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Cameron has never looked and sounded more like the heir to Blair. Brexit is his Iraq

Cameron asked the country to solve his party's problems, a huge strategic mistake and a crushing failure of leadership 

Tom Peck
Political Sketch Writer
Tuesday 17 September 2019 08:44 BST
David Cameron: 'Am I sorry about the state the country’s got into? Yes'

David Cameron has had three long years to ruminate on what it was that went so badly wrong with the whole EU referendum thing. And yet, even now, he exudes the air of a man who brought a cake to a coffee morning because no one told him it was in fact a knife fight to which everybody else would be bringing a gun.

ITV’s Tom Bradby is one a very small number of people who have been allowed to read Cameron’s memoirs prior to their release next week. And like everyone else who has done he has come to the same crucial conclusion, which is that, spread over 800 long pages, the chap who led the Remain campaign “comes across as a raging Eurosceptic”.

That, really, is the heart of the matter. That, nice, polite David Cameron thought he could win a nice, polite referendum, in which he could nicely and politely say that the EU isn’t great but ho, hum, life’s not so bad, is it?

And then, to his considerable surprise in roared Michael Gove and Boris Johnson from left field, telling wild lies about Turkey and immigration and £350m a week and suddenly all was lost.

And that, fundamentally, is the story. Over half an hour of conversation, Cameron remained the honest, decent, fundamentally rather likeable chap that he is.

The sort of honest, decent, fundamentally likeable chap that, for a generation or so, was what you had to be to win an election on these honest, decent, fundamentally likeable islands, before everything went so irredeemably mad.

There were gentle attempts at settling scores. Bradby pointed out that in the book Cameron calls Gove and Johnson “ambassadors for the post-truth age”.

But the scores will not be settled, overall. The ledgers can’t be made to match. Cameron has lost, in pyrotechnic fashion, and no number of salty words in a memoir can level the scores.

In his early years, Cameron liked to describe himself as the “heir to Blair” and never has it seemed more true.

To listen to Cameron reason out why he was sorry but not sorry about the referendum, why it was the wrong decision but also the right one, was not merely deja vu, but actively haunting. Like you’d left one of Tony Blair’s many interviews on Iraq on the bedside table overnight and it had auto-downloaded a new operating system. It looks different, it feels different, but essentially it’s still the same.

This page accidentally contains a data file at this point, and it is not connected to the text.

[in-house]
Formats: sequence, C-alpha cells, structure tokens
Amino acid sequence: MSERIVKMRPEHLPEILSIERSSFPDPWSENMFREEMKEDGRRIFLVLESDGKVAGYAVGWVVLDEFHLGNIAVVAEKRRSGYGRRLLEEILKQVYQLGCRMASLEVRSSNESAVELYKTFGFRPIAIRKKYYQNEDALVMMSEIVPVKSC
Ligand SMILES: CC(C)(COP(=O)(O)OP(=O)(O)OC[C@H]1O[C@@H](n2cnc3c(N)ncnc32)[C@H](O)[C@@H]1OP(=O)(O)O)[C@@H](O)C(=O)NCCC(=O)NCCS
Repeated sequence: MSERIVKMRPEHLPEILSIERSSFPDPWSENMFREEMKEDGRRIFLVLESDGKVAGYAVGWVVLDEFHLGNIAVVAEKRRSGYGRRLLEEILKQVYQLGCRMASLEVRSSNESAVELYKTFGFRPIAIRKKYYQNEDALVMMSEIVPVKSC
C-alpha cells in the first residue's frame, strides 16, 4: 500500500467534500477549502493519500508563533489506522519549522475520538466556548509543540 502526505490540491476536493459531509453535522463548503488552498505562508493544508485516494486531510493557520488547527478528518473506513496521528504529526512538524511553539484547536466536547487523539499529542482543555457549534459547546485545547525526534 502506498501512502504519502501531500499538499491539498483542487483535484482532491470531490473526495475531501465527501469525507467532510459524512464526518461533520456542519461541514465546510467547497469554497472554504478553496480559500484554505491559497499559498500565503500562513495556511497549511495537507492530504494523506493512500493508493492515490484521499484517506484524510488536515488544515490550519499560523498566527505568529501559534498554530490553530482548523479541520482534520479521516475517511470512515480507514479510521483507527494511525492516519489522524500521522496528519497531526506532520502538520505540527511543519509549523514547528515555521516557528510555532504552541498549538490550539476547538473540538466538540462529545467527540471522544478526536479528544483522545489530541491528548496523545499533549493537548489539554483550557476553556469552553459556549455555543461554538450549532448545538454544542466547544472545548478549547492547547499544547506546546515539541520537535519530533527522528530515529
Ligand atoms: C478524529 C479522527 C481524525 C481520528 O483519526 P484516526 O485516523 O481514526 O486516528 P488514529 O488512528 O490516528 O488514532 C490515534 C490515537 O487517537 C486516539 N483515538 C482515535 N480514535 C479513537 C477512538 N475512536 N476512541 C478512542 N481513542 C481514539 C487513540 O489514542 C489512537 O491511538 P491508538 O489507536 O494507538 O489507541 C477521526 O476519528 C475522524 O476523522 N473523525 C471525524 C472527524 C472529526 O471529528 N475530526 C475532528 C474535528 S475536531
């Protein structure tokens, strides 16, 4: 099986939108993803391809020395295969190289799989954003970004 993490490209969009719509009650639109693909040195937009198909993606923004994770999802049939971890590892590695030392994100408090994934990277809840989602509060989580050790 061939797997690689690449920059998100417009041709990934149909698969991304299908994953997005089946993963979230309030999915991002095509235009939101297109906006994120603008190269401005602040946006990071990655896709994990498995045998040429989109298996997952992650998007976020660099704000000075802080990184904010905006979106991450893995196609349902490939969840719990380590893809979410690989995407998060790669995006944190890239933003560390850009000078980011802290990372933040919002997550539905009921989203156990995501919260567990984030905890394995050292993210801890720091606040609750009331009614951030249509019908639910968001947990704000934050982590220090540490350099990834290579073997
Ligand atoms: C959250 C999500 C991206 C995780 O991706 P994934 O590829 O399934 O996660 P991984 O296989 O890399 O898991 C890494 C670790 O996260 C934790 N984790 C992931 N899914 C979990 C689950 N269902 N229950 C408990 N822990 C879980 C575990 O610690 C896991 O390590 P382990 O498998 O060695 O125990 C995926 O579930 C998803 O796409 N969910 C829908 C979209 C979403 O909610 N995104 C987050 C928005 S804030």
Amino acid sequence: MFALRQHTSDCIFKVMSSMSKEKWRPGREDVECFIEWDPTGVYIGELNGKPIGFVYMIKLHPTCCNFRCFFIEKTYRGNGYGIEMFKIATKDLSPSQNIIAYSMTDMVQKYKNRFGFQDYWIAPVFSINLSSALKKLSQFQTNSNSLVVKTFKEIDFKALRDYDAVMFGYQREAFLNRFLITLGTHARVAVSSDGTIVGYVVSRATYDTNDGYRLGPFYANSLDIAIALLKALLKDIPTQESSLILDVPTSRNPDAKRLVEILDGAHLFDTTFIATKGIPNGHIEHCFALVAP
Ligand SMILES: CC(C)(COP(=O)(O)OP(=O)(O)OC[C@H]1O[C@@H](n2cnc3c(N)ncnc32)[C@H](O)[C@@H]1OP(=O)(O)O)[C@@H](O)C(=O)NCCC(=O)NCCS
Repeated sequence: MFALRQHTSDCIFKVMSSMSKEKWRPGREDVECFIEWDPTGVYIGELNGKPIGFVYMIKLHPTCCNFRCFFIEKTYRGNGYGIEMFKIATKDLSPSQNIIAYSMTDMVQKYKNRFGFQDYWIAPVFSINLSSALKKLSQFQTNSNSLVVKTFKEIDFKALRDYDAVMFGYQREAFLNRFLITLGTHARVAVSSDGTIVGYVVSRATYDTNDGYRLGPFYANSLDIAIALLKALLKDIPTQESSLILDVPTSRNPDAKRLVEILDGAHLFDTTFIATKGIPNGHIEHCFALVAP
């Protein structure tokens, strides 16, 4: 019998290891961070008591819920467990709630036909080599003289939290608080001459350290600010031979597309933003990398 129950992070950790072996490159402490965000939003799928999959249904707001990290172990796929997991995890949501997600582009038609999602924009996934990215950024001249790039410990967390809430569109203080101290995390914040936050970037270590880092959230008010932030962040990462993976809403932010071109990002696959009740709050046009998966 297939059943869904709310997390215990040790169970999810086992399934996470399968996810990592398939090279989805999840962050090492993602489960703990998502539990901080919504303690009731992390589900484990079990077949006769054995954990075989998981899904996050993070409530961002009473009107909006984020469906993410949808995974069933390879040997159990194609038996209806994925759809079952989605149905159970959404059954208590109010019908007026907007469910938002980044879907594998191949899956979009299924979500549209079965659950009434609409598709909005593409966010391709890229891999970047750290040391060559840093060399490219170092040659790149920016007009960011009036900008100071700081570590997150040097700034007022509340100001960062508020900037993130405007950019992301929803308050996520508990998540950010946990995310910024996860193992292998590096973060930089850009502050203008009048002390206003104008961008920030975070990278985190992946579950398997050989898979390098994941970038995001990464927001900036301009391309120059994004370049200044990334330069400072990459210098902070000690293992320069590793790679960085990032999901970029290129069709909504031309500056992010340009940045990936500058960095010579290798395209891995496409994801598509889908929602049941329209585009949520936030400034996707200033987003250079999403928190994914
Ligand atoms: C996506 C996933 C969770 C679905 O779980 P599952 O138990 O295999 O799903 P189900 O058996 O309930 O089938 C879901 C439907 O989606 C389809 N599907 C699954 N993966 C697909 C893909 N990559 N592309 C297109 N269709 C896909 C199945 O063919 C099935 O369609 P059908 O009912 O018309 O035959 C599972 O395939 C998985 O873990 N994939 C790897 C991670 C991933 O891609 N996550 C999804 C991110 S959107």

“Well I’m deeply sorry about all that’s happened, there isn’t a day that goes by when I don’t think about all the decisions I made and all that has followed,” he said, the “but” limbering up in his larynx like a champion sprinter.

“But when I go back to that decision, that Britain’s position needed to be sorted and we needed a renegotiation and a referendum; I believe that was the right approach.”

Does that, perchance, remind you of anybody? The carefully honed phrases, the same epistemological half confession, structured like its been tested on a hundred bedroom ceilings wide eyed at 2am.

As Cameron made his case that Europe couldn’t just be ignored, that the second you become prime minister, there’s a eurozone crisis, or European banks need bailing out, and you can’t just ignore it, it was, just about, believable, plausible.

But these are afflictions which have always cursed the Tory Party far more than the country. These are perceived slights that Tories feel more acutely than the rest of us.

And, in the end, what he did was to give his party’s problem to the people and ask them to solve it for him, something they, or rather we, could never solve but only make worse.

It was a terrible strategic decision, and a crushing failure of leadership.

Which is why, honest, decent likeable chap though he is, he has been so prematurely expelled from British politics.

Still, it was, at least, a 30-minute long reminder that, not so long ago, you had to at least be able to affect the air of being an honourable person to hold the highest office in the land. The question that remains is whether such a time will come again.

For the time being at least, nothing has seemed further from reality.

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